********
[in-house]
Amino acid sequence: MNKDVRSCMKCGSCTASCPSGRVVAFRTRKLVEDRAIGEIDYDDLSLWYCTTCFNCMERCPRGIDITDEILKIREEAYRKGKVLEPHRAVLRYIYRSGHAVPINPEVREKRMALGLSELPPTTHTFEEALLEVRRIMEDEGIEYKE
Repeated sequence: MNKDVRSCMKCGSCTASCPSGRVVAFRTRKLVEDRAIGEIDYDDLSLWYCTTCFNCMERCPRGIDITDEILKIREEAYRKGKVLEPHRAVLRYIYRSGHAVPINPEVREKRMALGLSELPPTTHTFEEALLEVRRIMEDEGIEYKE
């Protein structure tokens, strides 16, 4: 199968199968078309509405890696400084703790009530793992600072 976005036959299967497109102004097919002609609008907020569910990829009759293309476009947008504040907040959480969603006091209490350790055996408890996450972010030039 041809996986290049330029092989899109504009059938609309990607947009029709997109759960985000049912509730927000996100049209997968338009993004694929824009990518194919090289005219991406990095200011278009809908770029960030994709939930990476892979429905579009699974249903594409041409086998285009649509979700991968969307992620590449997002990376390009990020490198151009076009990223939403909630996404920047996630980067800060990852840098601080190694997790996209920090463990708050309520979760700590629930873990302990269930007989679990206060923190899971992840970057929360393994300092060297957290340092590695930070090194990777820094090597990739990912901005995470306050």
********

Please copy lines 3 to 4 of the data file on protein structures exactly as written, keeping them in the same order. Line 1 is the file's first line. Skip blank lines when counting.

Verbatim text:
Repeated sequence: MNKDVRSCMKCGSCTASCPSGRVVAFRTRKLVEDRAIGEIDYDDLSLWYCTTCFNCMERCPRGIDITDEILKIREEAYRKGKVLEPHRAVLRYIYRSGHAVPINPEVREKRMALGLSELPPTTHTFEEALLEVRRIMEDEGIEYKE
């Protein structure tokens, strides 16, 4: 199968199968078309509405890696400084703790009530793992600072 976005036959299967497109102004097919002609609008907020569910990829009759293309476009947008504040907040959480969603006091209490350790055996408890996450972010030039 041809996986290049330029092989899109504009059938609309990607947009029709997109759960985000049912509730927000996100049209997968338009993004694929824009990518194919090289005219991406990095200011278009809908770029960030994709939930990476892979429905579009699974249903594409041409086998285009649509979700991968969307992620590449997002990376390009990020490198151009076009990223939403909630996404920047996630980067800060990852840098601080190694997790996209920090463990708050309520979760700590629930873990302990269930007989679990206060923190899971992840970057929360393994300092060297957290340092590695930070090194990777820094090597990739990912901005995470306050």